The budget agreement reached by California Gov. Gavin Newsom and lawmakers late Monday provides a lifeline to struggling transit agencies, but comes with strings attached.
The parties negotiated all weekend without reaching an agreement, making it seem likely they would come barreling up to the Friday deadline ahead of the July 1, 2023-24 fiscal year start. If lawmakers don’t approve a budget by the deadline, they don’t get paid.
This year’s budget — unlike last year’s — involved closing a more than $30 billion revenue shortfall. In 2022, lawmakers approved a taxpayer rebate amid a $97 billion surplus.
“In the face of continued global economic uncertainty, this budget increases our fiscal discipline by growing our budget reserves to a record $38 billion, while preserving historic investments in public education, health care, climate, and public safety,” Newsom said in a joint press release with Democratic leaders. I want to thank the Legislature for their hard work on a budget that prioritizes the needs of Californians while keeping the state on strong economic footing.”
Sticking points included a proposal by lawmakers to fund a $5.1 billion bailout for struggling mass transit agencies. The Bay Area Toll Authority, more heavily dependent on fares than most transit agencies nationally, that rely heavily on sales or property tax, has been struggling mightily to recover post-pandemic.
Transit agencies will receive $5.1 billion over four years, but the money will be subject to accountability measures and state oversight. Sen. Scott Wiener, a San Francisco Democrat, authored a bill that would hike tolls on seven Bay Area bridges to further aid transit agencies. The proposal would bring in about $180 million annually.
Wiener’s toll hike bill was a last-minute gut and replacement of Senate Bill 532, that was near-and-dear to the muni industry. SB 532 would have ameliorated the impact on bond transparency laws that had a “chilling effect” on bond measure passage.
When Wiener introduced the bond language bill in February, he said he voted for the second of the two transparency bills, approved in 2015 and 2017, but they have not had the intended effect. SB 532 would have allowed information about the financial impact of ballot measures to be placed in the voter information guide, rather than having to fit all the information on a 75-word ballot.
Wiener’s communications director, Erik Mebust, told The Bond Buyer in an email that the senator used the gut-and-replace maneuver on the bill after a committee amended the original bill to the extent that it would not have accomplished what was originally intended.
“The amendments we were forced to take in the Senate Elections Committee severely undermined the bill and made it not worth advancing,” Mebust said. “We hope that at some point this gets fixed, but the amended bill wasn’t worth passing.”
According to analysts, BART ridership had also been down from pre-pandemic levels. But the failure of workers to return to the office five days a week, combined with tech industry layoffs, have placed San Francisco in a league of its own — as the city struggles with the kind of “donut syndrome” that had people fleeing east coast cities for the suburbs in the 1990s.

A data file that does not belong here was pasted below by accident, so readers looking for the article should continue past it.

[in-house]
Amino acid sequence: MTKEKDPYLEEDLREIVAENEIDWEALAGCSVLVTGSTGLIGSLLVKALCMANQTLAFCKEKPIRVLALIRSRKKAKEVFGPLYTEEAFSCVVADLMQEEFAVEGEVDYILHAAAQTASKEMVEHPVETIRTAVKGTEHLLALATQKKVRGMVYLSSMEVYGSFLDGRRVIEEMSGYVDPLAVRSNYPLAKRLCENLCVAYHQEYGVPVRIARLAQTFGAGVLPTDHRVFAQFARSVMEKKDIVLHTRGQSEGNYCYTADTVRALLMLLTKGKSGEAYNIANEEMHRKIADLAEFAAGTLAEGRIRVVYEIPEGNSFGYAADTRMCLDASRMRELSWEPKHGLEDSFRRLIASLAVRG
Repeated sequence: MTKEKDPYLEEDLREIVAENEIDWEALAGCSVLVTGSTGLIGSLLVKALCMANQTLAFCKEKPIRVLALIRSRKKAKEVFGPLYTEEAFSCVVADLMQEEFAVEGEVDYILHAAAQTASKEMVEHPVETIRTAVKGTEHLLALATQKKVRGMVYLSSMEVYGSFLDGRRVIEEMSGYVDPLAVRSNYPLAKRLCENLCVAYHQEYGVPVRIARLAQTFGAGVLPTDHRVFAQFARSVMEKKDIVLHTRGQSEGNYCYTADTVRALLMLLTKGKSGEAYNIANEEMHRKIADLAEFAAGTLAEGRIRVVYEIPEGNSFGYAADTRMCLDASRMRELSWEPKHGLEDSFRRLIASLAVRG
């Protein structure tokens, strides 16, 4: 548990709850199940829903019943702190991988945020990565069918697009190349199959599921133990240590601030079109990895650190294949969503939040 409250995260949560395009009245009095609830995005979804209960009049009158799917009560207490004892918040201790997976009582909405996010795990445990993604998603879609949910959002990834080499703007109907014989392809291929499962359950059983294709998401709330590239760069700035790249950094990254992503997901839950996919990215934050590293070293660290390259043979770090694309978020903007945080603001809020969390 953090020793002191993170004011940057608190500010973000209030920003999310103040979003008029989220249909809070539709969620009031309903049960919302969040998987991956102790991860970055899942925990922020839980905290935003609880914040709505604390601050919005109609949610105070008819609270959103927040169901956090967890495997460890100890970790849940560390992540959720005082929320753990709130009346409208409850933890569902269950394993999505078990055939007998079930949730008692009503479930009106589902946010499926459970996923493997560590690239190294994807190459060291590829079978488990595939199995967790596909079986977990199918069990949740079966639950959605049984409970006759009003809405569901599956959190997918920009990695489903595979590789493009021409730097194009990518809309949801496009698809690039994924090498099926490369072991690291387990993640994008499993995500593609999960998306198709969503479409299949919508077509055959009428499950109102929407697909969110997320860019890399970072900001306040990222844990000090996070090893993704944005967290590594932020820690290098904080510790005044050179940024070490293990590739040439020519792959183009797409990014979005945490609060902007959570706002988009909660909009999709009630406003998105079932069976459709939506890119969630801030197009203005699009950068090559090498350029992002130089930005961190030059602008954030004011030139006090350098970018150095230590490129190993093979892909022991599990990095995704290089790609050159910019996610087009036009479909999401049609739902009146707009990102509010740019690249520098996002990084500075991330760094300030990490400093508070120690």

The agreement involves trailer bills that attach “new accountability measures for transit and homelessness investments,” Newsom said. “We are accelerating our global leadership on climate by fast-tracking the clean energy projects that will create cleaner air for generations to come.”
The Dream for All program, which offers state-backed home loans for first-time buyers, will receive an additional $200 million after having “its initial funding drained in less than two weeks after its implementation by eager buyers,” according to CalMatters.
The budget cuts $5 billion from climate change programs, including incentive programs for zero-emission vehicles, despite the governor banning new gas-powered cars in California by 2035.
Lawmakers are also seeking federal climate funding from the Inflation Reduction Act and the Infrastructure Investment and Jobs Act.
The budget includes $1 billion for local homelessness programs, but it’s only a third of the $3 billion lobbied for by a coalition of big-city mayors. The mayors contended during a press conference last month that the current approach of one-time annual grants from the state isn’t enough to staunch the continuing march of homelessness.
“We started our budget process this time around with tough economic challenges, but one overarching goal: to protect California’s progress,” Sen. President Pro Tempore Toni G. Atkins, a San Diego Democrat, said. “This budget does exactly that — it allows us to close the budget gap, make targeted new investments, and provide services and resources for Californians and our communities without cuts to core programs or dipping into our reserves, and in fact builds those reserves,”
“I’m also heartened that we were able to reach agreement on the infrastructure package, and in particular that we were able to do so in a way that focuses on equity by laying the groundwork to ensure that our most vulnerable communities will be hired first on impactful state infrastructure projects,” Atkins said.
Democrats pushed to include guarantees for workers in the budget document.
“This is a budget for the future,” Assembly Speaker Anthony Rendon, D-Lakewood, said. “The Assembly has consistently fought for early childhood education and I’m proud that this budget includes up to $2.83 billion in one-time funds for childcare reimbursement increases, all while protecting budget reserves of $37.8 billion.”